Sometimes the experience I have from running doesn’t match up with the data I gather. January 2020 has been one of those times. I feel like I’ve run a lot, and got quite a bit fitter. The data, however, suggests that I’ve only really maintained my fitness. Why is that?
I started what felt like quite a strong month on New Year’s Day, and ran a total of 24 times over 20 days. Two of those days were dedicated double days, with an activity before and after work, and on two of those days I broke my run in two with a mini-circuit at a local park.
I ran 203.6 km in January and spent about 23 hours on my feet. Finally, I climbed 1443 m.
All in all, I am pleased with this effort. It felt like I was putting in a lot of work, with much of my week planned around my running.
Comparison with January 2019
Comparing my progress this January to January 2019, I did actually run further, but only by 3 km. I spent 1:17 longer running than last year, but climbed 297 m less than 2019. So although it felt like I was putting a lot of effort in, it really wasn’t much greater than at the start of last year. Clearly my perception is a little off…
Not everything was equal between my effort this January and that of 2019. There are two main differences I can think of:
- I have been making a conscious effort to lose some weight
- I have been trying to run at constant power outputs depending on the type of exercise
My weight is not a problem, but I have noticed it slowly increasing over the last couple of years. And by November last year it had got to a point where I decided I would like to lose a few kilos.
My strategy was to run more and eat less. I wasn’t particularly strict, but did keep a track of what I ate, and soon saw some positive results. Whilst I didn’t feel like I was starving myself of calories, I did feel like I had slightly less energy, and coupled with the dark mornings I often struggled to wake up in the morning. So by depriving myself of an excess of calories, is it likely that I didn’t have much chance of big gains in fitness. Possibly.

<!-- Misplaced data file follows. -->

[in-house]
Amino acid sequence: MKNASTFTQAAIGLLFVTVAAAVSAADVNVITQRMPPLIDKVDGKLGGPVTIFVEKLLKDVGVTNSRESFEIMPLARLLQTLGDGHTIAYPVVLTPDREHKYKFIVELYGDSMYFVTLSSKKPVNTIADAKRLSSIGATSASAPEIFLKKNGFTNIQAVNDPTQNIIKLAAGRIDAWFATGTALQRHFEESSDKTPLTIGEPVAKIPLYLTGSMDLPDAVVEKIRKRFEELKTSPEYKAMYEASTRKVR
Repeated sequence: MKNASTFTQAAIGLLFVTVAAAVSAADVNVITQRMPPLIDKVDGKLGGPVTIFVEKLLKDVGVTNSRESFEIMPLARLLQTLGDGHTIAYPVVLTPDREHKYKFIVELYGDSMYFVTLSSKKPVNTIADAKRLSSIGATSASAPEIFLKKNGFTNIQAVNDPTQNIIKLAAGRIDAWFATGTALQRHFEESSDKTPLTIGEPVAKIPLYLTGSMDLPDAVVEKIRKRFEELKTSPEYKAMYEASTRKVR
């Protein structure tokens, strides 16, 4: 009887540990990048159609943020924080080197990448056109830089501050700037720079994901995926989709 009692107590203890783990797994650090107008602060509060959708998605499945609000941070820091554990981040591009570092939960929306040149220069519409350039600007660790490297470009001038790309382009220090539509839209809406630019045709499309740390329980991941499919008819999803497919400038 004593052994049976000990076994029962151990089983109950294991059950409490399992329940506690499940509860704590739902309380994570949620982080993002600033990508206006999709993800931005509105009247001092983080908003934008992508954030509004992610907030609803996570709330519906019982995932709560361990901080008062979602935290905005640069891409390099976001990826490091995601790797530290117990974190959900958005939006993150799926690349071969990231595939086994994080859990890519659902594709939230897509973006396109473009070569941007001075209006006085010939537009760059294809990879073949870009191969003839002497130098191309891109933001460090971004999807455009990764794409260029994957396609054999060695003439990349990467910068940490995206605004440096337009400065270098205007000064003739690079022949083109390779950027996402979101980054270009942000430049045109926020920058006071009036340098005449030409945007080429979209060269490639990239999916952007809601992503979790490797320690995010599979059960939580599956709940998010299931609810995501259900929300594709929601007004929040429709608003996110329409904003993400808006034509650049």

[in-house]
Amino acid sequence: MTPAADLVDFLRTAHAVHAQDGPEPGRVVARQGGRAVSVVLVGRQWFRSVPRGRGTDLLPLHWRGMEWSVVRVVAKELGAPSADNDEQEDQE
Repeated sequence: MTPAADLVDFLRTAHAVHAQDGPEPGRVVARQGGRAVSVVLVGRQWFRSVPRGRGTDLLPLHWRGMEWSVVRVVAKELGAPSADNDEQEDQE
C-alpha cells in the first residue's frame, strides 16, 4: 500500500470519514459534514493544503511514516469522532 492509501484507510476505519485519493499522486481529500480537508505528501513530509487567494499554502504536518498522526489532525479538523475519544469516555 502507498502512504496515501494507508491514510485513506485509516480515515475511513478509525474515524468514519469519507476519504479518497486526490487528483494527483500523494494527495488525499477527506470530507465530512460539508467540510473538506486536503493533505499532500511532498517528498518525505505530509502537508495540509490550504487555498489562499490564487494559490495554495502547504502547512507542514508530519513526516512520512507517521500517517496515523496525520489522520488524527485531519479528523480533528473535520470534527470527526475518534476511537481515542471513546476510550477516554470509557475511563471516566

Running with power
I bought a Stryd powermeter a couple of years ago, and after an initial keen interest in it, have spent the majority of that time simply recording my power without looking at the data. With a decent amount of data gathered now, I thought I might try to be a bit smarter with my training. Therefore, I started to run my “easy” runs with zone 1 power. This required a lot of discipline at first, and deliberately holding myself back was quite challening. The slightest uphill gradient would send the power through the roof even if I didn’t feel the additional effort. Eventually, however, I got used to running slow, and really started to enjoy it. I could run in a way that felt almost effortless.
As part of the deal with myself for sticking to power zones, I had to target my workout runs as well. This meant running, say, zone 3 tempo runs, rather than just deciding to run for 10 minutes at a fast pace. Again, this was difficult at first, but I am gradually getting better at running at a constant effort. Even for my long runs on the trails I try to set a maximum power level for the day. There’s still a long way to go, but I’m enjoying the challenge.
Maintenance versus fitness gain
Strava, Stryd, GoldenCheetah and the Elevate extension for Strava all display a similar trend for my fitness level – a slight increase in overall fitness but my running has been firmly rooted in “maintenance” territory, this despite often feeling exhausted. Taking weight loss and more effort on low power efforts into account though, this now makes sense.
Having had a good January of running, I’d like to start putting more stress on my body for February. I don’t want to throw away the gains that the consistency of January gave me, but I think I will try to increase my weekly long run both in terms of distance and effort – at least for some of those runs. And it’s probably time to put more time into the workout runs – long hill runs are probably the most feasible at the moment.
Let’s see what February brings…